Anthony Dulio at American Underwater Services has put together an effective pre-season checklist for golf course managers to get their ponds ready for the new business year. If you have any questions contact Anthony about his 5 Pre-Season Tips for Golf Course Ponds.
5 Pre-Season Tips for your Golf Course Pond
The new year is upon us, and that means just a few short months of prep time before golf courses open for the 2019 season. Many golf course managers are turning to a checklist of things that need to be done before the course opens for business.
Pond maintenance and preparation are high on the list of things to do. While many golf course ponds are currently covered in a layer of ice, it only takes a few days of warm temperatures to melt it. This could come sooner than later for some parts of the country.
We’re going to give you five tips that you can do to help jump-start your golf course pond maintenance.
Tip #1: Equipment Inspection
Now is a great time to perform an audit on all of the mechanical equipment your ponds use. If you find something that’s broken or needs replacing, there very well could be a long lead time if you place an order. If you need just one part, it’s usually best to buy two to have an extra one on hand.
Get a head start on maintenance by visually inspecting all equipment and ordering parts (and backup parts) ahead of time – especially if those parts could have a long lead time for delivery.
Some golf courses use their ponds as irrigation reservoirs. A clogged intake can utterly befoul the lines and cause the need for expensive repairs. By taking some time to inspect and clean the lines and intake systems, you could potentially avoid a costly and time-consuming mistake.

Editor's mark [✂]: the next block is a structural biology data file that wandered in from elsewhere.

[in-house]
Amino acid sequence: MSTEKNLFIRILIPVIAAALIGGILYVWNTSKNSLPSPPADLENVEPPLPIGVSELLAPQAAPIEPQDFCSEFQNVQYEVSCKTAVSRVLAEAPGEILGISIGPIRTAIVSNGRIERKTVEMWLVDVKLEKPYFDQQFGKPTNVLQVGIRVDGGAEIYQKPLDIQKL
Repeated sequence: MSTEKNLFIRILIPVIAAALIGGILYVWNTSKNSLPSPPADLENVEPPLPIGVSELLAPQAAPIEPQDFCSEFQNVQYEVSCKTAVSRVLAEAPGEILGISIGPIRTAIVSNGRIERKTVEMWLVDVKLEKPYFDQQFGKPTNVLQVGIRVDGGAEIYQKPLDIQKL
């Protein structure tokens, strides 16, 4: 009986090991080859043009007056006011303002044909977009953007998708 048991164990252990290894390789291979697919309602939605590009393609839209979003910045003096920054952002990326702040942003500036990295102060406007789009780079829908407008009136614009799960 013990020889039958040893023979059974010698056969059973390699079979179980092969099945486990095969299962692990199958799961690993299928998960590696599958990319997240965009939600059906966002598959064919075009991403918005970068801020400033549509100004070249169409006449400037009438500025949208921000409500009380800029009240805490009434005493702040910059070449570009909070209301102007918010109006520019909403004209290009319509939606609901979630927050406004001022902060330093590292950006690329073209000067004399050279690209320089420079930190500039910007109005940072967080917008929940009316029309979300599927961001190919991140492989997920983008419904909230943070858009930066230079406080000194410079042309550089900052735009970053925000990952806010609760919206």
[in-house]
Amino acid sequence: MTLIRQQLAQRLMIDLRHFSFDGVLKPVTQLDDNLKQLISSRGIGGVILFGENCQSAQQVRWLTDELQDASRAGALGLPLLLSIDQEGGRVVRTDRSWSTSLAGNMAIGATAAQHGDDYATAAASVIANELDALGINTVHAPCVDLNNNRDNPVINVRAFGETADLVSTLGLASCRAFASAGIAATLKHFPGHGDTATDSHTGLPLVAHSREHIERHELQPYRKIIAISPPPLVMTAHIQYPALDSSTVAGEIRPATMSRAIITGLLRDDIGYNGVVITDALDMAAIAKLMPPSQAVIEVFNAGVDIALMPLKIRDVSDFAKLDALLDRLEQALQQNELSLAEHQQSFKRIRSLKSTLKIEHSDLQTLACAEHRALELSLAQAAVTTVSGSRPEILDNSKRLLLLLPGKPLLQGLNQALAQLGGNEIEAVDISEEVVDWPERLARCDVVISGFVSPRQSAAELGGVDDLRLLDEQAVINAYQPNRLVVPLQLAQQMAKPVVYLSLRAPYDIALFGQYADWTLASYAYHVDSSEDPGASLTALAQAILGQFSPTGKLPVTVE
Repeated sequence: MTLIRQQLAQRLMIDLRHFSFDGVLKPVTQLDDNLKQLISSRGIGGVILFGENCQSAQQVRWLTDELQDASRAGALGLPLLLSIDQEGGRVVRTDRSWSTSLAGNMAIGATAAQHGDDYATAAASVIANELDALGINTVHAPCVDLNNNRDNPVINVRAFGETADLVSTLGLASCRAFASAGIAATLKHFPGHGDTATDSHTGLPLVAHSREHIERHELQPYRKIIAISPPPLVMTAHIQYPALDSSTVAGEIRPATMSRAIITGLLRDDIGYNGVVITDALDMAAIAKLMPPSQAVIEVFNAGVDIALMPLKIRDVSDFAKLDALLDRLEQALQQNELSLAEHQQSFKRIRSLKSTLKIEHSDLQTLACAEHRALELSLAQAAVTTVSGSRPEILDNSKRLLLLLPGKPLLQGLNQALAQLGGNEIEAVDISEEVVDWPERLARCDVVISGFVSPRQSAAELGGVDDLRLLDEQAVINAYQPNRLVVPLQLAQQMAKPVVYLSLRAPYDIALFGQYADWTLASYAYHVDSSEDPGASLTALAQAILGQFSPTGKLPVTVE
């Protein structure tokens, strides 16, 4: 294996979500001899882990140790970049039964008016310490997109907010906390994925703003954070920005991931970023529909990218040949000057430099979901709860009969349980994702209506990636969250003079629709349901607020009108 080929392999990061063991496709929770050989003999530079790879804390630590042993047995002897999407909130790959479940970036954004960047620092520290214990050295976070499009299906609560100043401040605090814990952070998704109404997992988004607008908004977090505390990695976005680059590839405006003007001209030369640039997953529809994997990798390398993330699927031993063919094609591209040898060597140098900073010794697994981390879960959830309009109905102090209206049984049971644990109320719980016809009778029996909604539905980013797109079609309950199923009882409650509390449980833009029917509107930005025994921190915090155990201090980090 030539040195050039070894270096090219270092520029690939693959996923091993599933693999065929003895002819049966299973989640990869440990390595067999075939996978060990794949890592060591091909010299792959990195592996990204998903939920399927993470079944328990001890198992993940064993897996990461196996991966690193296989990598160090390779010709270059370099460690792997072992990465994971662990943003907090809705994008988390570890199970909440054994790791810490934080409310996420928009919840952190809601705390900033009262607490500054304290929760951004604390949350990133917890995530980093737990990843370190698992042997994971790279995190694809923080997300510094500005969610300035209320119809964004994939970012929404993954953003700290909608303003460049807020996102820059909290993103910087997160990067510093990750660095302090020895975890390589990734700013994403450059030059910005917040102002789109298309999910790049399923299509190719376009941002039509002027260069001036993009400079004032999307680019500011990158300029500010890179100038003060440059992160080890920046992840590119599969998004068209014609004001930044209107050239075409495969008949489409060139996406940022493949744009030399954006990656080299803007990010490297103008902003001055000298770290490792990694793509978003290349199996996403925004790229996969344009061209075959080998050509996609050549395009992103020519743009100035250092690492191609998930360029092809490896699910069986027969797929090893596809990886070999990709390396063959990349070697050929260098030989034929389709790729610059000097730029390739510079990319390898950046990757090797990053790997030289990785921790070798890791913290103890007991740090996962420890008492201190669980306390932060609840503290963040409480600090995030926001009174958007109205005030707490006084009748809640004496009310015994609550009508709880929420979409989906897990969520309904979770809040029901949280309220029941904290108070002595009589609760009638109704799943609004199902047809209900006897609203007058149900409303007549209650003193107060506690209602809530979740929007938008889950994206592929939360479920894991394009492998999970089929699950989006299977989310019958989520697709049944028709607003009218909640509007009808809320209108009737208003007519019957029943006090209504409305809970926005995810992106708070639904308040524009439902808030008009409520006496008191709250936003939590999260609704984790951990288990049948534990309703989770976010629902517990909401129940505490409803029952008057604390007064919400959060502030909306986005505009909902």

Tip #2: Test the Water Quality
Poor water quality can cause nuisance algae and plants to form in a relatively short period. Testing the water can uncover nutrient imbalances or water quality issues.
While the ponds may be frozen over now, all it takes is a day or two of unseasonably warm weather to kick off a massive algae bloom. You can prevent this by taking proactive measures to ensure that the water chemistry will be in balance once the course opens for the 2019 season.
Tip #3: Plant a Water Buffer
Do you have a plant water buffer set up? If not, now is a great time to do so.
Accidental over fertilizing will often cause the turf to require excessive amounts of water, which in turn can cause all of those nutrients to drain into a golf course pond and throw the water chemistry off. Adding a beneficial buffer, such as shoreline plantings, can help prevent that.
Your water buffer should extend three to six feet from the edge of the water. This buffer will absorb excess nutrients and prevent them from entering into the water ecosystem. A properly maintained water buffer can also prevent shoreline erosion, especially when the spring rains start up.
Such plants as duck potato, arrow arum, and pickerelweed can help keep your water looking and smelling great. As a bonus, they will also attract water life to the edge of the ponds.
Tip 4: Nuisance Algae and Vegetation Game Plan
As the old saying goes, “an ounce of prevention is worth a pound of cure.” This especially holds true for golf course managers who have implemented a nuisance algae and vegetation game plan early in the season.
Instead of being reactive, smart managers are looking to prevent nuisance plant and algae outbreaks before they happen. This can not only save time but lots of money as well.
Making sure that nutrient levels are kept in check, along with dredging the ponds once a year can prevent irrigation sprinklers from getting clogged up and wasting hundreds of man-hours to clean them out.
Tip #5: Dredging
The best way to put a stop to nuisance algae outbreaks is to remove the layer of rich organic sediment at the bottom of the pond. By dredging the ponds once a year, you’ll be better able to proactively prevent plant and algae outbreaks before they take hold.
As an added bonus, the nutrient-rich material that’s been dredged up from the bottom of the pond can be repurposed in other areas of the golf course such as flower beds or areas where the grass isn’t growing too well.
Golf Course Pond Dredging
At American Underwater Services, we specialize in helping golf course managers get nuisance algae outbreaks under control. Our state-of-the-art dredging machines will ensure that your ponds look and smell pristine.
Give Anthony Dulio a call at (817) 377-8512 to learn more how American Underwater Services can help save you time and money with our dredging services.